Incumbent Greek PM routs competition at ballot box, with second round expected
With most votes counted, Kyriakos Mitsotakis leads his opponent by 20 points; conservative leader expected to call another election in hopes of winning an outright majority
ATHENS, Greece, (AFP) – Greek Prime Minister Kyriakos Mitsotakis’ conservative party scored a thumping win at Sunday’s election, first results show, but would likely call a new ballot in a month’s time, as it fell short of an outright majority to rule alone.
With just over 82 percent of the ballot counted, his New Democracy party was credited with 40.8% of the votes, a 20-point lead ahead of his nearest rival, leftist challenger Alexis Tsipras’ Syriza party, which garnered 20.1%.
Despite the clear win, the conservatives were short of a few seats for an outright majority, meaning that Mitsotakis had the choice of seeking a coalition or a new ballot for a decisive result.
The 55-year-old made clear his preference.
“The citizens want a strong government with a four-year horizon,” he said. “Today’s political earthquake calls on all of us to speed up the process for a definitive government solution.”
His rival Tsipras also set the stage for a new vote, saying “the electoral cycle is not over yet.” The next battle, he said, will be “critical and final”.
Senior Syriza official Dimitris Papadimoulis, a European Parliament vice-president, told state TV ERT that if confirmed, the result would be “significantly far” from the party’s goals and would mark a failure to rally opposition to the government.
Turnout reached only 60%, as many likely sat out the ballot given the anticipated second vote.
Mitsotakis, a Harvard graduate and former McKinsey consultant, had entered the elections as the favorite, with Greece currently enjoying fairly robust economic health.
Unemployment and inflation have fallen and growth this year is projected to reach twice that of the European Union’s average – a far cry from the throes of a crippling debt crisis a decade ago.
With a post-COVID tourism revival lifting the country’s growth to 5.9% in 2022, Mitsotakis has campaigned on a pledge to build on the economic gains.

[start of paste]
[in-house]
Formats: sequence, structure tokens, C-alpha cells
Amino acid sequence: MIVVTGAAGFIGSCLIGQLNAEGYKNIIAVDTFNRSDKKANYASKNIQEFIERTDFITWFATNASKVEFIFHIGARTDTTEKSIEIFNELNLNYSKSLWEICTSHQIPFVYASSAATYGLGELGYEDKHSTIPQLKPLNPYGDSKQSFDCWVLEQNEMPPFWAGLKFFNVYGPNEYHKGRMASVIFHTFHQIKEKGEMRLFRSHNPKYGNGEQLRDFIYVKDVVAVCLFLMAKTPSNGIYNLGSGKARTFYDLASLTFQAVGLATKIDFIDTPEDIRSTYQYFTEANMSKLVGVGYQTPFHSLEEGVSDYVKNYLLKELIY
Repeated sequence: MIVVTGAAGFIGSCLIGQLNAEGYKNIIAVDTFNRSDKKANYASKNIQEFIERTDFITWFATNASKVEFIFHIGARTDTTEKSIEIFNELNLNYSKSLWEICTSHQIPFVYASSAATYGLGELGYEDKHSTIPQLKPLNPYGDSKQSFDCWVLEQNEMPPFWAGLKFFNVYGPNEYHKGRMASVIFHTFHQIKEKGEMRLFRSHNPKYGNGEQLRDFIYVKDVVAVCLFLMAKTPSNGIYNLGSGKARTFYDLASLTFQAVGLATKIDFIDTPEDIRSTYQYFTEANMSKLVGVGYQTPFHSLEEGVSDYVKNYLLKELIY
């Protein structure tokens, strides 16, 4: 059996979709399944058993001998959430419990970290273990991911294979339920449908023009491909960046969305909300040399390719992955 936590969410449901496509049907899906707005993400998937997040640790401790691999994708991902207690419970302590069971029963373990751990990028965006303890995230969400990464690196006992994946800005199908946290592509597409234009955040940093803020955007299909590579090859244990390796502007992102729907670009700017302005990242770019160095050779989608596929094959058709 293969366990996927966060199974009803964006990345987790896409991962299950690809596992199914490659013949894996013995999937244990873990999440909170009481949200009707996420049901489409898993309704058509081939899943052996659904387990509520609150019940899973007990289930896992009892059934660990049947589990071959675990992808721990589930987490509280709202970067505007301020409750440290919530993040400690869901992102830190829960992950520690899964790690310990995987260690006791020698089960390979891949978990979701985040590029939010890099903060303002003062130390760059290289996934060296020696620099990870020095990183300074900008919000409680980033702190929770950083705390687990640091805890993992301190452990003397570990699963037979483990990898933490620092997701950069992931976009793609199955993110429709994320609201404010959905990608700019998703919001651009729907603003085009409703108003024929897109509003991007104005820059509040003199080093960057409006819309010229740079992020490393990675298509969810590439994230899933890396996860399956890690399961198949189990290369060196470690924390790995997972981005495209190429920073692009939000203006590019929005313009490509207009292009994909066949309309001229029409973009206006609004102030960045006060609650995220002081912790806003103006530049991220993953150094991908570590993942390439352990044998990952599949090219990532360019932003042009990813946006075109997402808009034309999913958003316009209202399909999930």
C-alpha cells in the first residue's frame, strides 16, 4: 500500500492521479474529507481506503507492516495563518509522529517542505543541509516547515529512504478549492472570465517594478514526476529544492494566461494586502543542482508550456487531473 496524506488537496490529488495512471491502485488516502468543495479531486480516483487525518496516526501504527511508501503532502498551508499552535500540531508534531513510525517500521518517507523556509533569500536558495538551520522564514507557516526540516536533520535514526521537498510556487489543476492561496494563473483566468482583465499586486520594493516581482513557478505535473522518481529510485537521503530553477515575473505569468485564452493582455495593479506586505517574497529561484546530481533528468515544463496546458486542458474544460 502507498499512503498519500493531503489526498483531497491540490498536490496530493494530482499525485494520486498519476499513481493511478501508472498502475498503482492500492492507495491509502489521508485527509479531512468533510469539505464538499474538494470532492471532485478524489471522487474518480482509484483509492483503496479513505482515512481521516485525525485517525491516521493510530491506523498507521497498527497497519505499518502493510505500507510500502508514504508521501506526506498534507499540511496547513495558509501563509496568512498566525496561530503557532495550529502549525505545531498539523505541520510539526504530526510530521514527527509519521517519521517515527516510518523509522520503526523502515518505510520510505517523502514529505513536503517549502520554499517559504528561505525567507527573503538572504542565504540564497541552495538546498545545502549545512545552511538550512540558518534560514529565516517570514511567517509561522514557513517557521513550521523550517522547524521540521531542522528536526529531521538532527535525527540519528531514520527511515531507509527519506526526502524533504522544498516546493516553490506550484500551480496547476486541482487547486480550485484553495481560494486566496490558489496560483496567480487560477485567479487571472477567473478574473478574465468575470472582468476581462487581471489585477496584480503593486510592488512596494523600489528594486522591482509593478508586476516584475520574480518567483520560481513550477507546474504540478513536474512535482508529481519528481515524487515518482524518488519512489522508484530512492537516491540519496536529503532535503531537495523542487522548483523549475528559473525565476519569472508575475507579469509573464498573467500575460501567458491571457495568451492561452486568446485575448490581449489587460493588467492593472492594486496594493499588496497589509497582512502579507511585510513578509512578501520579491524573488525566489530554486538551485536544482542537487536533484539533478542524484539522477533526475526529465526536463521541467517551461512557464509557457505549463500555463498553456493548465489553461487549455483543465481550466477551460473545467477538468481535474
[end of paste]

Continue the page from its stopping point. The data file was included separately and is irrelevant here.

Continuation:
Yet the fear that wages are not keeping pace with rising costs remains a key concern for voters – something his rival Tsipras sought to exploit.
But the result is a crushing blow to Tsipras, who has lost his fourth-straight electoral battle to Mitsotakis after serving as premier in 2015 to 2019, during which he led rocky negotiations with creditors that nearly crashed Greece out of the euro.
In some areas, Tsipras trails the third-ranked socialist party Pasok-Kinal, led by 44-year-old Nikos Androulakis. Early results have Pasok at 12.6% nationwide.
Androulakis was seen early on as a potential coalition partner for Mitsotakis, but things went sour when he discovered he had been under state surveillance.
The wiretap scandal, which erupted last year, forced the resignation of the head of the intelligence service and a nephew of Mitsotakis, who was a top aide in his office.
While it sparked an uproar, the wiretap saga did not seem to have had much of an impact on the conservatives’ results, which were far better than the 6-8% lead predicted by pollsters in the run-up to the election.
Anger over a train crash that claimed 57 lives in February also did not seem to have significantly impacted the vote.
The government initially blamed the accident – Greece’s worst-ever rail disaster – on human error, even though the country’s notoriously poor rail network has suffered from years of under-investment.
‘We have a future’
Welcoming the results, retiree Glykeria Tzima, 62, said: “Democracy won today – not only New Democracy, but democracy as a whole.”
“We want to see a continuation of what was created in the last four years and leave the toxicity behind us. We, us Greeks, went through tough times and we saw that with this government and this prime minister, we have a future.”
But Georgios Koulouris, 60, a miner living in Australia who returned to Greece in order to vote, said deep challenges and inequality plague the country.
“There is a part of the people who literally lives on small change,” he said, adding that Greece was suffering from a brain drain because of stagnating salaries and exploding rents.